10 shocking facts you didn’t know about the music industry

Discussion in 'Music & Live shows' started by Beverly, Jun 5, 2017.

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  1. Beverly

    Beverly RANK: MAHOBHO

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    Overall, the music industry encompasses the companies and individuals that make profit from music, whether it be through creating and selling live performances or making sound recordings and videos of songs. For that reason, I’m sorry to the readers who expected this article to talk about how the harmonica is the world’s best selling instrument, or how Ireland has won the Eurovision Song Contest seven times. (Yes, you read that correct – the Eurovision Song Contest, not a drinking contest.

    What this article aims to do is expose the facts and statistics that highlight the impact of the music industry worldwide, as well as the difficulties facing the industry over the past decade following the digital revolution. Furthermore, this article also aims to answer the question of why radio stations play the same playlists over and over again, as well as identify the challenges facing independent artists and how particular prominent pop and rap stars contribute to the sexualization of Western culture.

    10. 95% Of All Online Music Downloads Are Considered Illegal
    This statistic may not be too shocking… I mean let’s be honest: the last time you paid for a piece of music was when you couldn’t find it on YouTube. However, the recent ability to access and download music for free online has done serious damage to the music industry’s profits. According to a study conducted by the Institute for Policy Innovation, the US economy loses an estimated $12.5 billion in revenue annually due to online piracy in the music industry.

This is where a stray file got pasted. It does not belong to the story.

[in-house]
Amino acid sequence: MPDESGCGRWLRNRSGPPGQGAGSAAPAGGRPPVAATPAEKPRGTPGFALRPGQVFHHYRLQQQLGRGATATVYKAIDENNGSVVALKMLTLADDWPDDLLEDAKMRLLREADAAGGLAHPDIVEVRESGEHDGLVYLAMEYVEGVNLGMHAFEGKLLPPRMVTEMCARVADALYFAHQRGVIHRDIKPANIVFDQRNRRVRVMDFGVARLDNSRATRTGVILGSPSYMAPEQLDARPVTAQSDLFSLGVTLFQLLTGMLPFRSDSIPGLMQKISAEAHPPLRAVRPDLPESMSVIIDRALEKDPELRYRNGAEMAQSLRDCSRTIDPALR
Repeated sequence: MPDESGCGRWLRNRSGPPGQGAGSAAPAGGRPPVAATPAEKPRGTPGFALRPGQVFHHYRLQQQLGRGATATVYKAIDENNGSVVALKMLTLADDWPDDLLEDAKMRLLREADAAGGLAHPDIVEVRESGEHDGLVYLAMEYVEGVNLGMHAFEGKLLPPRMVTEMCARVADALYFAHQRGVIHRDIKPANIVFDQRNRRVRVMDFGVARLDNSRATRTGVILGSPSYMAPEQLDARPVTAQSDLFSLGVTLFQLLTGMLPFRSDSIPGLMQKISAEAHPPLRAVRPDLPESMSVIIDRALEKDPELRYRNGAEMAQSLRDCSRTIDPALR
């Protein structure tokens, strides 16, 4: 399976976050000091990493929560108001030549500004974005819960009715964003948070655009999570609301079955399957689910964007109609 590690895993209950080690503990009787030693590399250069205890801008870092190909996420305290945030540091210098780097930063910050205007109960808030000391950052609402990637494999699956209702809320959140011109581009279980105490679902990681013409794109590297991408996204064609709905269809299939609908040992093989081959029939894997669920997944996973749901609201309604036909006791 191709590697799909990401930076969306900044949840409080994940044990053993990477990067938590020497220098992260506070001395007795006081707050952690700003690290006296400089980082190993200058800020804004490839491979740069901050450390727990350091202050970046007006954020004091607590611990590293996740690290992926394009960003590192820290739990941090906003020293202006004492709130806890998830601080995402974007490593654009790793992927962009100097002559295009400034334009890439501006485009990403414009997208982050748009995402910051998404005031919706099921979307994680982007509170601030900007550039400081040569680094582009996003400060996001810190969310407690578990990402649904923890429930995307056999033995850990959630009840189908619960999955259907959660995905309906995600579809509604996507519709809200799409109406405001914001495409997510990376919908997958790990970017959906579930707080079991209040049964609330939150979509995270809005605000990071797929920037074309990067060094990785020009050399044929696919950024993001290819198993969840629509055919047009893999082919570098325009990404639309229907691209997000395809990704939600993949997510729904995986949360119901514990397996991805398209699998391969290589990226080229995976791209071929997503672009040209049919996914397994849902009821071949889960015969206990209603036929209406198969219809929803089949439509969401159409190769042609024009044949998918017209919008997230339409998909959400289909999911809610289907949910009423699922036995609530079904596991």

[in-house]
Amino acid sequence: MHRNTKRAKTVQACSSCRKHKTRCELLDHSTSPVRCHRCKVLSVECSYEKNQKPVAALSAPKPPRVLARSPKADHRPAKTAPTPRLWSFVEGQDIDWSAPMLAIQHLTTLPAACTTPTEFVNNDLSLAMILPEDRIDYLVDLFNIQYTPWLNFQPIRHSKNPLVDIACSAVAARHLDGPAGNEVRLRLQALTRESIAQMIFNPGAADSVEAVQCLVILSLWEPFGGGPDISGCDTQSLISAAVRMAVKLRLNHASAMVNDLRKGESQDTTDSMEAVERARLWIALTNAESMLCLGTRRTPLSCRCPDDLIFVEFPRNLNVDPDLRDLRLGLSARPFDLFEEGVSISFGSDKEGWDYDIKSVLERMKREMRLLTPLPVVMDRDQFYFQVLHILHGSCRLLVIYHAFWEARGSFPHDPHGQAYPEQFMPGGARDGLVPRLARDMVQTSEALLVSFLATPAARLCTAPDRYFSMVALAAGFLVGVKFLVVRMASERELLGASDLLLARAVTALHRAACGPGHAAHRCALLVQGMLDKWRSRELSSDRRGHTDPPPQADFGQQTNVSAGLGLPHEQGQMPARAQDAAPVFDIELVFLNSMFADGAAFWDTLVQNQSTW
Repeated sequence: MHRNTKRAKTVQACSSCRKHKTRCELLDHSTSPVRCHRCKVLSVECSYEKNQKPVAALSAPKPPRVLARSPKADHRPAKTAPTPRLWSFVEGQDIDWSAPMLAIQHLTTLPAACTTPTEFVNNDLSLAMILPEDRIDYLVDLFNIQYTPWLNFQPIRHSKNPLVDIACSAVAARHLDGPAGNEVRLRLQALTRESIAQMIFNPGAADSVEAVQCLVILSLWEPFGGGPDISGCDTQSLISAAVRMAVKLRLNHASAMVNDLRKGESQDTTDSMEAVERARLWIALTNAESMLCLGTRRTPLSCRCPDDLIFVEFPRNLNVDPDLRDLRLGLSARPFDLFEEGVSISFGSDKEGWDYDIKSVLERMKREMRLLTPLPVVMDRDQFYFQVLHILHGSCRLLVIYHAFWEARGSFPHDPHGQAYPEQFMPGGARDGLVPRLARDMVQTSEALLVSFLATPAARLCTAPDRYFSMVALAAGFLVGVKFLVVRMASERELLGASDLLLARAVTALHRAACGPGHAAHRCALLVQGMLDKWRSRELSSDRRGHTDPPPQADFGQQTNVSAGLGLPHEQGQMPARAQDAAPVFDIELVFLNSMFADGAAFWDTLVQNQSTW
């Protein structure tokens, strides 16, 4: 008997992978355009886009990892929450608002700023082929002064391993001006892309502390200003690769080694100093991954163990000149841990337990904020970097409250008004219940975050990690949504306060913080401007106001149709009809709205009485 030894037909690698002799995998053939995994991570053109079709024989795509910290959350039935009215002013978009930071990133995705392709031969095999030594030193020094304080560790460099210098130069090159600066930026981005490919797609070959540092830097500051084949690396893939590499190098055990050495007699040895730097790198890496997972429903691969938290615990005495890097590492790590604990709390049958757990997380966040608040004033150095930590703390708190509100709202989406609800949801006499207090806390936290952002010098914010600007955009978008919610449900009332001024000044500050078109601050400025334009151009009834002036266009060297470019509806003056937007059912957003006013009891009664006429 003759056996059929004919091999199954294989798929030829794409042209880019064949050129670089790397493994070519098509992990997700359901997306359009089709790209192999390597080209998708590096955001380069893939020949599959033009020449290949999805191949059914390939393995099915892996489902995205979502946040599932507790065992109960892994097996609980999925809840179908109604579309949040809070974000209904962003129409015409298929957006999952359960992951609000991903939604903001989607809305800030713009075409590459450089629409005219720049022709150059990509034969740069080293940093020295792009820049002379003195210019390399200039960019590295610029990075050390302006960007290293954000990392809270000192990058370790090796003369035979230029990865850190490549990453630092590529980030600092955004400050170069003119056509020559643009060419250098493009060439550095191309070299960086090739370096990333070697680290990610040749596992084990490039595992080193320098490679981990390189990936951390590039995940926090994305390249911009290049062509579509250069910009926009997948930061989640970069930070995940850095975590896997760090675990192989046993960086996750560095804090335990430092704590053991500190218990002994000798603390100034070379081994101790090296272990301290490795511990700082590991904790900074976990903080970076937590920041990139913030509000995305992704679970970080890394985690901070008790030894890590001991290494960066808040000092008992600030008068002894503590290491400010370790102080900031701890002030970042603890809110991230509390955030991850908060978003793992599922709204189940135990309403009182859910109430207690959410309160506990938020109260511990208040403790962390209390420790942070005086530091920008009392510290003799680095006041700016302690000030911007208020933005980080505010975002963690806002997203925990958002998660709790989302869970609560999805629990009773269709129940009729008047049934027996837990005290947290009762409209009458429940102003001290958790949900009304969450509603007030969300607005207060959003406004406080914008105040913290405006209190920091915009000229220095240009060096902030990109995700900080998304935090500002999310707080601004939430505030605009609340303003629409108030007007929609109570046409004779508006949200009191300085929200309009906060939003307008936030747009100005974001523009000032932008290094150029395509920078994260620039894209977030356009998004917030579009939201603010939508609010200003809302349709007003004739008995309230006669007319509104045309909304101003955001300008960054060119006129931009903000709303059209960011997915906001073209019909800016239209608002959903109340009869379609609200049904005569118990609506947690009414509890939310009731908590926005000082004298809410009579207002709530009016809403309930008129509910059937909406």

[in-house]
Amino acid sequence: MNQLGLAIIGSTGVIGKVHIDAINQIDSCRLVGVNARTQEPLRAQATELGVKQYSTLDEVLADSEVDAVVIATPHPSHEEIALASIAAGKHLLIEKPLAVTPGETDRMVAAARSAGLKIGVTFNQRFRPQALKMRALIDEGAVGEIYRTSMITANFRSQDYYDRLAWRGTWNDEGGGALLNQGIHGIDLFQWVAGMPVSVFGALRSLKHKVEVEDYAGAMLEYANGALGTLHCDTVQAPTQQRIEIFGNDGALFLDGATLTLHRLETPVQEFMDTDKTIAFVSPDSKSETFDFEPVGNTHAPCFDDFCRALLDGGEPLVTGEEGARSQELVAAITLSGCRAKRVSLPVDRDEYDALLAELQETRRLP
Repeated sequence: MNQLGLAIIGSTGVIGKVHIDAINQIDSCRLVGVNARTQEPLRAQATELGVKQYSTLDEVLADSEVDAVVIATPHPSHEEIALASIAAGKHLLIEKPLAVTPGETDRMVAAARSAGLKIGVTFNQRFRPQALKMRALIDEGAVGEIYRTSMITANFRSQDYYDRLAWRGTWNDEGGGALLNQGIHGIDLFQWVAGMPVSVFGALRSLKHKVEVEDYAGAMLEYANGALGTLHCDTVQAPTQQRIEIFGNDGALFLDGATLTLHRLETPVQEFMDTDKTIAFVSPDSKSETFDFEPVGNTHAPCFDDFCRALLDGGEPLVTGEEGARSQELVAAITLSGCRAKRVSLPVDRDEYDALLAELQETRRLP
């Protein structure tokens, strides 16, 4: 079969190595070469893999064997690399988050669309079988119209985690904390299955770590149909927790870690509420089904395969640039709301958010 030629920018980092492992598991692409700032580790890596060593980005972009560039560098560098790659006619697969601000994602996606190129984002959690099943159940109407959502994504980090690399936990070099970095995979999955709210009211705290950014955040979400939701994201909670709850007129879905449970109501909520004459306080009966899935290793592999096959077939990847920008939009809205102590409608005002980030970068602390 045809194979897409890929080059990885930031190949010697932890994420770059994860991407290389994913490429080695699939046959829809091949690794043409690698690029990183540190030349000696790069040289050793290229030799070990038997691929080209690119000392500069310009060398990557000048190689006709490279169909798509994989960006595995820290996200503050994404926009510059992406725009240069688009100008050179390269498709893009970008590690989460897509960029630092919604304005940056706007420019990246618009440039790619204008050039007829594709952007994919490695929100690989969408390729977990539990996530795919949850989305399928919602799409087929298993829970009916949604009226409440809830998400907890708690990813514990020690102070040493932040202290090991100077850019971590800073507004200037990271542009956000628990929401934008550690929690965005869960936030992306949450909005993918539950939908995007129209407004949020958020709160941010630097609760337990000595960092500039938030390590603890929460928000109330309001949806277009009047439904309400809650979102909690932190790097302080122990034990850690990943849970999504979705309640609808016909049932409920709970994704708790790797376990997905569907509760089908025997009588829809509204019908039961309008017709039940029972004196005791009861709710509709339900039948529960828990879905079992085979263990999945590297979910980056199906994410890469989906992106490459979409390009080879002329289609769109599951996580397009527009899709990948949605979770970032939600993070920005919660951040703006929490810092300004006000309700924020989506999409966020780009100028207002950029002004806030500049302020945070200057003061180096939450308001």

9. The Average Musician Makes $23 For Every $1,000 In Music Sold
    When it comes to selling music, it’s the record label and distributors that take the largest share of the profit. From a $1,000 sale, the label is expected to take on average at least $630 whilst the distributors take $230. This leaves $140 to the band, which will often include not only the artist, but also the producer, managers and lawyers. Based on this breakdown of how $1,000 would typically be distributed, it’s easy to see why artists often complain about how little they earn from the music they spend countless hours writing, rehearsing, recording and performing.

    8. 98.9% Of All Digital Music Tracks In Existence In 2011 Sold Fewer than 1,000 Copies